AA Car Care: Loading up safely for a holiday road trip
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It's common to see all manner of things loaded on the rooftop of vehicles during the summer months, from bikes to kayaks to boats. Kiwis love to explore their own backyard - love to attach all manner of things to the outside of vehicles.
There are rooftop boxes, roof racks for sports equipment, bike racks for use with and without tow bar, camping awnings and tents, or you can completely think outside the box... and carry a small boat.
At a time where we’re only able to embark on "staycations", this summer we’re bound to see an abundance of cars packed to the brim on our roads. With this in mind, we’ve put together some information to help you load your car safely.
How much weight can your vehicle carry?
Each vehicle has a manufacturer-specified maximum safe laden (or loaded) weight, also referred to as gross vehicle mass/weight (GVM/GVW). Overloading the vehicle beyond this weight can compromise the vehicle’s body, brakes, chassis, wheels and engine, not to mention the impact on fuel economy.
The maximum safe laden weight (minus the unladen weight) gives you the payload or maximum load (including objects, people and animals) that the vehicle can carry. If you are unsure, contact the manufacturer of your vehicle (for some used-imported vehicles this may be hard to obtain).
Safe and Secure
All loads should be properly restrained so they can’t shift around while the vehicle is moving. This can be achieved by ensuring the load is:
- Securely packed inside compartments that are rigidly attached to the vehicle.
- Held securely in racks or cradles or frames designed to fit that size of object and which are rigidly attached to the vehicle.
- Held by lashings (webbing straps, ropes, chains) or clamps securely attached to appropriate anchorage points (rails, hooks or eyes).
When you secure a load, bear in mind that it will try to move: forwards when you brake, sideways when you turn, backwards when you accelerate, and upwards when you go over bumps.
Loads inside vehicles
Objects inside a vehicle should be restrained against movement, as they can easily turn into missiles in the event of an accident or sudden braking. The back of car seats (especially folding seats) may not be strong enough to restrain a load placed behind them. So you may need to use straps attached to appropriate anchorage points fitted within the vehicle.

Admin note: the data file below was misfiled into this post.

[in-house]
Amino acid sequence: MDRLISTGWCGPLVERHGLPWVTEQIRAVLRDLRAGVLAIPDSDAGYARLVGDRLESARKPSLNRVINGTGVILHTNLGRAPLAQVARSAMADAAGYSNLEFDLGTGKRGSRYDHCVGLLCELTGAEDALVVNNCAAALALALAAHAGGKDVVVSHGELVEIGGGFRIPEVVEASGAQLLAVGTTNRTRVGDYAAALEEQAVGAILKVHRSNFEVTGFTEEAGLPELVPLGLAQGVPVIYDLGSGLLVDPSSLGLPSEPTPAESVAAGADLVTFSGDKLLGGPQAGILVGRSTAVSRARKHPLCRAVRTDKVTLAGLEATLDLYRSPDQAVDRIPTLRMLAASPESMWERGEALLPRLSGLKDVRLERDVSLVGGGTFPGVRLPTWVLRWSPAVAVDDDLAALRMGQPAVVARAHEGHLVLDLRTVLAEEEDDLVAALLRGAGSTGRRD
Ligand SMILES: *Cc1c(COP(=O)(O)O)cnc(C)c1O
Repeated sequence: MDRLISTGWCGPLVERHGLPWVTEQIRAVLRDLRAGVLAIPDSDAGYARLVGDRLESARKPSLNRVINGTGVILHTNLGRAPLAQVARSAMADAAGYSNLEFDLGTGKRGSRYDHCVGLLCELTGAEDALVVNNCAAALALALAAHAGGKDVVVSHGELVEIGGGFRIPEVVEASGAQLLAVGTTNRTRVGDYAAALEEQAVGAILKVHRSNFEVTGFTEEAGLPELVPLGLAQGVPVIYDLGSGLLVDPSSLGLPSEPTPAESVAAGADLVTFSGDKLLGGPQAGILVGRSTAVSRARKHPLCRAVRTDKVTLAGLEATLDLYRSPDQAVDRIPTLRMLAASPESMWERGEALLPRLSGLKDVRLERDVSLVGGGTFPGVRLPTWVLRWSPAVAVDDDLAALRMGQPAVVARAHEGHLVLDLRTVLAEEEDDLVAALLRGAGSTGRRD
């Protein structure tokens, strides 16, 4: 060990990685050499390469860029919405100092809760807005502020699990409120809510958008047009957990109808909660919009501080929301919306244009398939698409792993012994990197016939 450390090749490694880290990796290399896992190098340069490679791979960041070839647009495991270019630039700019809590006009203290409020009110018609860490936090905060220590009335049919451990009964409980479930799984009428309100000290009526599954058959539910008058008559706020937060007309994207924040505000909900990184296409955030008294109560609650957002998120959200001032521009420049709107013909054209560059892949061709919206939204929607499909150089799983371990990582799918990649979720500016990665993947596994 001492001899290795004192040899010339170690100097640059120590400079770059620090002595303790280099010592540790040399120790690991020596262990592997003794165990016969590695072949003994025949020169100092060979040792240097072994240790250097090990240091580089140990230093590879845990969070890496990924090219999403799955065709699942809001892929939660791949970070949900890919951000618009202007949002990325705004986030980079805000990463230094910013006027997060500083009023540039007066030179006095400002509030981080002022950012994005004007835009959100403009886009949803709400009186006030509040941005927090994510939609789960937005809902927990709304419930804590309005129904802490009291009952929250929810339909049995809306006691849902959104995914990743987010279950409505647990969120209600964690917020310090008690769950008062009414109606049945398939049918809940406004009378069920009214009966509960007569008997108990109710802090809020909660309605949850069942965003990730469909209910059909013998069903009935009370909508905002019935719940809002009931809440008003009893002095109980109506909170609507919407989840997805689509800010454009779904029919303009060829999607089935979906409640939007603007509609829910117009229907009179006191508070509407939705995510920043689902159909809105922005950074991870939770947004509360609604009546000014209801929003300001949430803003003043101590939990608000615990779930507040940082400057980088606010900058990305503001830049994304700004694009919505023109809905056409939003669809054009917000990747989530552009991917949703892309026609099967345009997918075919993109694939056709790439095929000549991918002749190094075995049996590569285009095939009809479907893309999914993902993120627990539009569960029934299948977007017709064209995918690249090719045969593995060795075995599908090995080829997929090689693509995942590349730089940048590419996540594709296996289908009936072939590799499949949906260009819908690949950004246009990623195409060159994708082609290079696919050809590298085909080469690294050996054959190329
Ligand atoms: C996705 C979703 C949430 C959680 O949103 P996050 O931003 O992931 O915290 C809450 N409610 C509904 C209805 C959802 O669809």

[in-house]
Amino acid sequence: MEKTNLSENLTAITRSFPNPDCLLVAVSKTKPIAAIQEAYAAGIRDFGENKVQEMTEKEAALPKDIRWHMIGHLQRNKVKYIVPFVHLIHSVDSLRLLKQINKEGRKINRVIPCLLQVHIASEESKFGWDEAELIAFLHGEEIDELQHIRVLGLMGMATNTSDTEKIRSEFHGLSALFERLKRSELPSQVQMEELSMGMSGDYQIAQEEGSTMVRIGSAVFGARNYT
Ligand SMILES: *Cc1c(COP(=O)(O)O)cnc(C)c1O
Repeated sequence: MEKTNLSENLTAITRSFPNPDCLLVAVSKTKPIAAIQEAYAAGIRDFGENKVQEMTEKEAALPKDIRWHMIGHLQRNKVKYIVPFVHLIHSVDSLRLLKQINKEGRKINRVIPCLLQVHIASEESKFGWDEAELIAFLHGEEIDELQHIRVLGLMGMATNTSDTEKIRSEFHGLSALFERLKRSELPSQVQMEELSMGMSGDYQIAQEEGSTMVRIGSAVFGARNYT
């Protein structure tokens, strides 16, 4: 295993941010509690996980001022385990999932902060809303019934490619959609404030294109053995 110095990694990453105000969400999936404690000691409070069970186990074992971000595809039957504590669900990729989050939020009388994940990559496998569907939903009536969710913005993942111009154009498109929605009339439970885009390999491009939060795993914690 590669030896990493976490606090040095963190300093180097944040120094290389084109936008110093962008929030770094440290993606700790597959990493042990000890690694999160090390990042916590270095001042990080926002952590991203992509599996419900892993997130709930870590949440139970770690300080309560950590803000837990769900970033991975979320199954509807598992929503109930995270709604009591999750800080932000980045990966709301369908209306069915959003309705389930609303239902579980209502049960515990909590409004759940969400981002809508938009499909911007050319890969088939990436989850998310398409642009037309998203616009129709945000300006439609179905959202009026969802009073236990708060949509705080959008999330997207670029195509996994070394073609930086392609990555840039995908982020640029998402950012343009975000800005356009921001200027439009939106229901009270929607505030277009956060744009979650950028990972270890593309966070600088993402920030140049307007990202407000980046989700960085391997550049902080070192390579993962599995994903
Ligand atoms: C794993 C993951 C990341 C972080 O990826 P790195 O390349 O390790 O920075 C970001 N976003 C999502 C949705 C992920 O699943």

Other options include adding a load retaining wall or beam, or a full or partial cargo barrier.
Never rely on the grip of the floor of the vehicle to restrain a load. Many objects are smooth and can slide easily across most surfaces. Also remember that this grip can be lost when the vehicle goes over a bump.
Loads on roof racks
Before you buy a roof rack, check your vehicle’s manual (or ask the manufacturer) to find out exactly how much weight your vehicle can safely carry on its roof. Check to see that the roof rack can carry the intended load, and make sure you purchase a rack that suits your vehicle’s roof shape and can be attached to the appropriate places on your vehicle.
Ideally, boats should be carried on trailers that have been specially designed to contain their size and shape. For information on towing a boat, the AA has towing weight information. If any part of the boat is not contained, it needs to be appropriately restrained to prevent movement.
Spreading the load on a roof rack
Evenly distribute objects along and across the rack (between the left and right sides, and between the front and back of the vehicle) and always be careful carrying any long or bulky objects. Remember that the maximum rear overhang is 4 metres for a ridged vehicle from the rear axle and 1 metre from the rear of the vehicle. More information can be obtained from the NZTA.
Both the straps holding the objects onto the rack and the fittings that hold the rack to the vehicle should be strong enough to keep the rack and the objects secure in strong crosswinds. If you’re unsure, use additional lashings and attach these directly to the vehicle.
- The more weight that you carry on the roof of your vehicle, the less weight you will be able to carry inside your vehicle.
- Roof racks increase wind resistance and buffeting.
- You may need to travel slower than usual, and your vehicle may require more fuel.
Bikes, surf boards, paddles, kayaks, canoes, snow boards, skis and similar items should be carried on racks that are suitable for the weight and size of the object. At least two clamps or lashings need to be used to keep them secure during travel if they’re carried outside the vehicle.
Large boards that are placed on a roof rack can be severely affected by the air flowing over the vehicle. Both the lashings (or clamps) holding the board to the rack, and the fittings holding the rack to the vehicle, need to be strong enough to hold the board in place throughout the journey. Use additional lashings connecting the load directly to the vehicle if you’re carrying a large board or canoe.
Be mindful that bicycles carried on tow-bar-mounted cycle racks can sometimes cover up the number plate or essential lights on the back of the vehicle. In these circumstances the driver is legally obliged to fit additional lights and/or number plates on the back of the load. A vehicle lighting retailer or garage can advise you on purchasing and fitting temporary lights to your load.
With the recent increase in popularity of e-bikes, it’s worth noting that they can weigh significantly heavier than regular bikes, so take this into consideration when loading your car.